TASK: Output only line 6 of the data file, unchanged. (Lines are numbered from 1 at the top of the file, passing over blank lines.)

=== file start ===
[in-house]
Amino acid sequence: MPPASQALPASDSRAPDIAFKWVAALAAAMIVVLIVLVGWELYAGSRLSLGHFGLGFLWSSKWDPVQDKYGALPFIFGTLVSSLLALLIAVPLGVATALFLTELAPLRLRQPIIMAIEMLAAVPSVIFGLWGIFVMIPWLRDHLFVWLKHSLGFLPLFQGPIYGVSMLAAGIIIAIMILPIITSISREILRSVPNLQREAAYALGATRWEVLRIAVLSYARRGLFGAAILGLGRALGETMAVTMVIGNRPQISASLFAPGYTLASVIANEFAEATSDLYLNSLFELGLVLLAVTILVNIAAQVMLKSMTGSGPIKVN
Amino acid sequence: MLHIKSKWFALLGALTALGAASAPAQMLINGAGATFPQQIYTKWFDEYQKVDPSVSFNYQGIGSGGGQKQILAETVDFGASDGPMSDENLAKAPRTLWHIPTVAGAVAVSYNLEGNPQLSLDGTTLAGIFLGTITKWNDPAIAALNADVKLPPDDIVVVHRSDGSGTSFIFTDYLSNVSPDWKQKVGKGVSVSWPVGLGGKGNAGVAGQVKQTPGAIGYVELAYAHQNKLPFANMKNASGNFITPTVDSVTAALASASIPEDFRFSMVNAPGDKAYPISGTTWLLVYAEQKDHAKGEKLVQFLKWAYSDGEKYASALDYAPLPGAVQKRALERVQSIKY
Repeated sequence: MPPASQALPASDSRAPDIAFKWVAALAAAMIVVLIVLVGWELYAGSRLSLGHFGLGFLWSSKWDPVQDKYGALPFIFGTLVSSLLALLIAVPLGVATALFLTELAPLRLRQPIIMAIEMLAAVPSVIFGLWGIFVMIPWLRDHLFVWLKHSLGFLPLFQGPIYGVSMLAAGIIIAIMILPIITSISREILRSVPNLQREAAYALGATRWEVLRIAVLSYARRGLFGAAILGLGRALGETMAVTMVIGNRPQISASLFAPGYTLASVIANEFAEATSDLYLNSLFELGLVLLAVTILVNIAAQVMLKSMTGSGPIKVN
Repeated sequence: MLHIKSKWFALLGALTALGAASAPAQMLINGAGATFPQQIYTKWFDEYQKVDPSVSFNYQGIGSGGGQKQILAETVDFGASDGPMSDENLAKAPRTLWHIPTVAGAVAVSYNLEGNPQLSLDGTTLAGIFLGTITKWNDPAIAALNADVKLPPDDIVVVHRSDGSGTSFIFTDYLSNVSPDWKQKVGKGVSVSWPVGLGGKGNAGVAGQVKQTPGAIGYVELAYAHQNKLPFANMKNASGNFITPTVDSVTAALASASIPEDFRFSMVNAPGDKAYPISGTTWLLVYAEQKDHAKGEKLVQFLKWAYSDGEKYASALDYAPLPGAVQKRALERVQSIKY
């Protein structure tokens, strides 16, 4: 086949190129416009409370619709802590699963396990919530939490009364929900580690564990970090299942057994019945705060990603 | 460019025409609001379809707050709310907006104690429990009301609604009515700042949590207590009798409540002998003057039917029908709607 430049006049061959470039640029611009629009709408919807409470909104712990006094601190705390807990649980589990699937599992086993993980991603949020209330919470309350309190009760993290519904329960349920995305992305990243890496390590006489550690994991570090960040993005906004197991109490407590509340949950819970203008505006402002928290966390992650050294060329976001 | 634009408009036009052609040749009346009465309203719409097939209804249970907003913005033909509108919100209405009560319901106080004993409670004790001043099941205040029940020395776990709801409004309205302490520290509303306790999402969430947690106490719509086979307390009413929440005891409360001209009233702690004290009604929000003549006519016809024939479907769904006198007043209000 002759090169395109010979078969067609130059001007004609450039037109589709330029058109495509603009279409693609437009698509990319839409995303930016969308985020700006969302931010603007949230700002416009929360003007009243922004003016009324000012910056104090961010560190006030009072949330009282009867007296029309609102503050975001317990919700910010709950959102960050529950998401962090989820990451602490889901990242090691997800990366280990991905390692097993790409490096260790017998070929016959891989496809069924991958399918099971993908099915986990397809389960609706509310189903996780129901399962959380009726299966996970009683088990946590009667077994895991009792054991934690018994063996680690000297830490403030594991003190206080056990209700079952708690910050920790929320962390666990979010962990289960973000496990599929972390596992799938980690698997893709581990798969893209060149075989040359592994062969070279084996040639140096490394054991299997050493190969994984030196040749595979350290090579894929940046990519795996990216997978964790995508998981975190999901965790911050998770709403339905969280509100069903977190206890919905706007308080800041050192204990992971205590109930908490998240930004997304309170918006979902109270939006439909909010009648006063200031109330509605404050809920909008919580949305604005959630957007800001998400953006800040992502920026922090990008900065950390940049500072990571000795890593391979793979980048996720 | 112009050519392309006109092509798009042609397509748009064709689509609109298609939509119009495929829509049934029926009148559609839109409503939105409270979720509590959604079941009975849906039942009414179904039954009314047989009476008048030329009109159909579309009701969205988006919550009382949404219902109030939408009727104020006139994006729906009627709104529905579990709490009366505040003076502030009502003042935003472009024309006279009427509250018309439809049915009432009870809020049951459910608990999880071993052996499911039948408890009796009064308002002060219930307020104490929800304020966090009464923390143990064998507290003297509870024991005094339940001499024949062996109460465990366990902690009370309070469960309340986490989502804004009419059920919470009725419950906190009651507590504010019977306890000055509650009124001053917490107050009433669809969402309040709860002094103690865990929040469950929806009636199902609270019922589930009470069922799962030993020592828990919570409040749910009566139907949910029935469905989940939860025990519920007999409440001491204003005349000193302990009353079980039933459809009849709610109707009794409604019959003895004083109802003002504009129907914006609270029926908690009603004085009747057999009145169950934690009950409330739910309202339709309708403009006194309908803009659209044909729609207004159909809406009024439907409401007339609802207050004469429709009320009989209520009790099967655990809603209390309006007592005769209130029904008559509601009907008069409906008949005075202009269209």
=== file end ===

């Protein structure tokens, strides 16, 4: 086949190129416009409370619709802590699963396990919530939490009364929900580690564990970090299942057994019945705060990603 | 460019025409609001379809707050709310907006104690429990009301609604009515700042949590207590009798409540002998003057039917029908709607 430049006049061959470039640029611009629009709408919807409470909104712990006094601190705390807990649980589990699937599992086993993980991603949020209330919470309350309190009760993290519904329960349920995305992305990243890496390590006489550690994991570090960040993005906004197991109490407590509340949950819970203008505006402002928290966390992650050294060329976001 | 634009408009036009052609040749009346009465309203719409097939209804249970907003913005033909509108919100209405009560319901106080004993409670004790001043099941205040029940020395776990709801409004309205302490520290509303306790999402969430947690106490719509086979307390009413929440005891409360001209009233702690004290009604929000003549006519016809024939479907769904006198007043209000 002759090169395109010979078969067609130059001007004609450039037109589709330029058109495509603009279409693609437009698509990319839409995303930016969308985020700006969302931010603007949230700002416009929360003007009243922004003016009324000012910056104090961010560190006030009072949330009282009867007296029309609102503050975001317990919700910010709950959102960050529950998401962090989820990451602490889901990242090691997800990366280990991905390692097993790409490096260790017998070929016959891989496809069924991958399918099971993908099915986990397809389960609706509310189903996780129901399962959380009726299966996970009683088990946590009667077994895991009792054991934690018994063996680690000297830490403030594991003190206080056990209700079952708690910050920790929320962390666990979010962990289960973000496990599929972390596992799938980690698997893709581990798969893209060149075989040359592994062969070279084996040639140096490394054991299997050493190969994984030196040749595979350290090579894929940046990519795996990216997978964790995508998981975190999901965790911050998770709403339905969280509100069903977190206890919905706007308080800041050192204990992971205590109930908490998240930004997304309170918006979902109270939006439909909010009648006063200031109330509605404050809920909008919580949305604005959630957007800001998400953006800040992502920026922090990008900065950390940049500072990571000795890593391979793979980048996720 | 112009050519392309006109092509798009042609397509748009064709689509609109298609939509119009495929829509049934029926009148559609839109409503939105409270979720509590959604079941009975849906039942009414179904039954009314047989009476008048030329009109159909579309009701969205988006919550009382949404219902109030939408009727104020006139994006729906009627709104529905579990709490009366505040003076502030009502003042935003472009024309006279009427509250018309439809049915009432009870809020049951459910608990999880071993052996499911039948408890009796009064308002002060219930307020104490929800304020966090009464923390143990064998507290003297509870024991005094339940001499024949062996109460465990366990902690009370309070469960309340986490989502804004009419059920919470009725419950906190009651507590504010019977306890000055509650009124001053917490107050009433669809969402309040709860002094103690865990929040469950929806009636199902609270019922589930009470069922799962030993020592828990919570409040749910009566139907949910029935469905989940939860025990519920007999409440001491204003005349000193302990009353079980039933459809009849709610109707009794409604019959003895004083109802003002504009129907914006609270029926908690009603004085009747057999009145169950934690009950409330739910309202339709309708403009006194309908803009659209044909729609207004159909809406009024439907409401007339609802207050004469429709009320009989209520009790099967655990809603209390309006007592005769209130029904008559509601009907008069409906008949005075202009269209």